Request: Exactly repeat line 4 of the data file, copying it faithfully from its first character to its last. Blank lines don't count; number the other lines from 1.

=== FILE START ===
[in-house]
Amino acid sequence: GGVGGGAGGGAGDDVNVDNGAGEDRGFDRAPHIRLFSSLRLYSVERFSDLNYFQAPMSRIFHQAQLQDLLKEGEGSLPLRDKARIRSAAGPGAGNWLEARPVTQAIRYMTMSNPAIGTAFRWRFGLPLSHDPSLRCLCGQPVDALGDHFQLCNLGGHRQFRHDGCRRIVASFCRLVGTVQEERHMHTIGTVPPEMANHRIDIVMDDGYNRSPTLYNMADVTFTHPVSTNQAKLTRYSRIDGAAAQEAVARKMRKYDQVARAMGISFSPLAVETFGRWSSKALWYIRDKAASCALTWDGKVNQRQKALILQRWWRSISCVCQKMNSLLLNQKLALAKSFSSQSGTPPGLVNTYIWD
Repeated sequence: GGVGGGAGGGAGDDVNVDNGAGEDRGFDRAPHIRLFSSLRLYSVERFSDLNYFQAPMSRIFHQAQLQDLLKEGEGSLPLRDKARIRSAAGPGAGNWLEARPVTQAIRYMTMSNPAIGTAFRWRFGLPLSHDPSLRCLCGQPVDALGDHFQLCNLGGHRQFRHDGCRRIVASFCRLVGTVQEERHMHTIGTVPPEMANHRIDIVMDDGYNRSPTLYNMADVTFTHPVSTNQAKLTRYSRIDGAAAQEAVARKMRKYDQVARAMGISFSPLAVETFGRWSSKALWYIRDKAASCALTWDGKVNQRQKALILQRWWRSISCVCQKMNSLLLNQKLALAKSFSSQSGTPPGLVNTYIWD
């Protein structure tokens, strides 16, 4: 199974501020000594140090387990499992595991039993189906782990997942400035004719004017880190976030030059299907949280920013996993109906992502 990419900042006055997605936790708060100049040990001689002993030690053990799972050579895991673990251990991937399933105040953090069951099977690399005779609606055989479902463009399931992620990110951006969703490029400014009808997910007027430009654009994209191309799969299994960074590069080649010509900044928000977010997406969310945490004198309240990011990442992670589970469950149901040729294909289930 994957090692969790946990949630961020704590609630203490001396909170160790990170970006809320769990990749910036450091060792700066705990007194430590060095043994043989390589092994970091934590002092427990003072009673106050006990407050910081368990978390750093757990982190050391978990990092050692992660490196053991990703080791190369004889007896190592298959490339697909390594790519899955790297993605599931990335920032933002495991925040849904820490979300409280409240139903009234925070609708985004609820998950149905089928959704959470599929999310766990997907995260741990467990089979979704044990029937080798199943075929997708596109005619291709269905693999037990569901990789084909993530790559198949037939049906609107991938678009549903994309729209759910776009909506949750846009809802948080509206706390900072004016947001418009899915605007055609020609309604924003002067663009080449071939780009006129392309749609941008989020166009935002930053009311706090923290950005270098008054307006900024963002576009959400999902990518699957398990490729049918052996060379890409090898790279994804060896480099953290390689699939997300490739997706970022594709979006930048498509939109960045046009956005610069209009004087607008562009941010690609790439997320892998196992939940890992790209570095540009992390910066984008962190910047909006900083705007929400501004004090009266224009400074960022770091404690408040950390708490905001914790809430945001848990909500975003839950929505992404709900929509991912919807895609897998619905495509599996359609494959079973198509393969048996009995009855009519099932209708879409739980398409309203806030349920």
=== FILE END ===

């Protein structure tokens, strides 16, 4: 199974501020000594140090387990499992595991039993189906782990997942400035004719004017880190976030030059299907949280920013996993109906992502 990419900042006055997605936790708060100049040990001689002993030690053990799972050579895991673990251990991937399933105040953090069951099977690399005779609606055989479902463009399931992620990110951006969703490029400014009808997910007027430009654009994209191309799969299994960074590069080649010509900044928000977010997406969310945490004198309240990011990442992670589970469950149901040729294909289930 994957090692969790946990949630961020704590609630203490001396909170160790990170970006809320769990990749910036450091060792700066705990007194430590060095043994043989390589092994970091934590002092427990003072009673106050006990407050910081368990978390750093757990982190050391978990990092050692992660490196053991990703080791190369004889007896190592298959490339697909390594790519899955790297993605599931990335920032933002495991925040849904820490979300409280409240139903009234925070609708985004609820998950149905089928959704959470599929999310766990997907995260741990467990089979979704044990029937080798199943075929997708596109005619291709269905693999037990569901990789084909993530790559198949037939049906609107991938678009549903994309729209759910776009909506949750846009809802948080509206706390900072004016947001418009899915605007055609020609309604924003002067663009080449071939780009006129392309749609941008989020166009935002930053009311706090923290950005270098008054307006900024963002576009959400999902990518699957398990490729049918052996060379890409090898790279994804060896480099953290390689699939997300490739997706970022594709979006930048498509939109960045046009956005610069209009004087607008562009941010690609790439997320892998196992939940890992790209570095540009992390910066984008962190910047909006900083705007929400501004004090009266224009400074960022770091404690408040950390708490905001914790809430945001848990909500975003839950929505992404709900929509991912919807895609897998619905495509599996359609494959079973198509393969048996009995009855009519099932209708879409739980398409309203806030349920």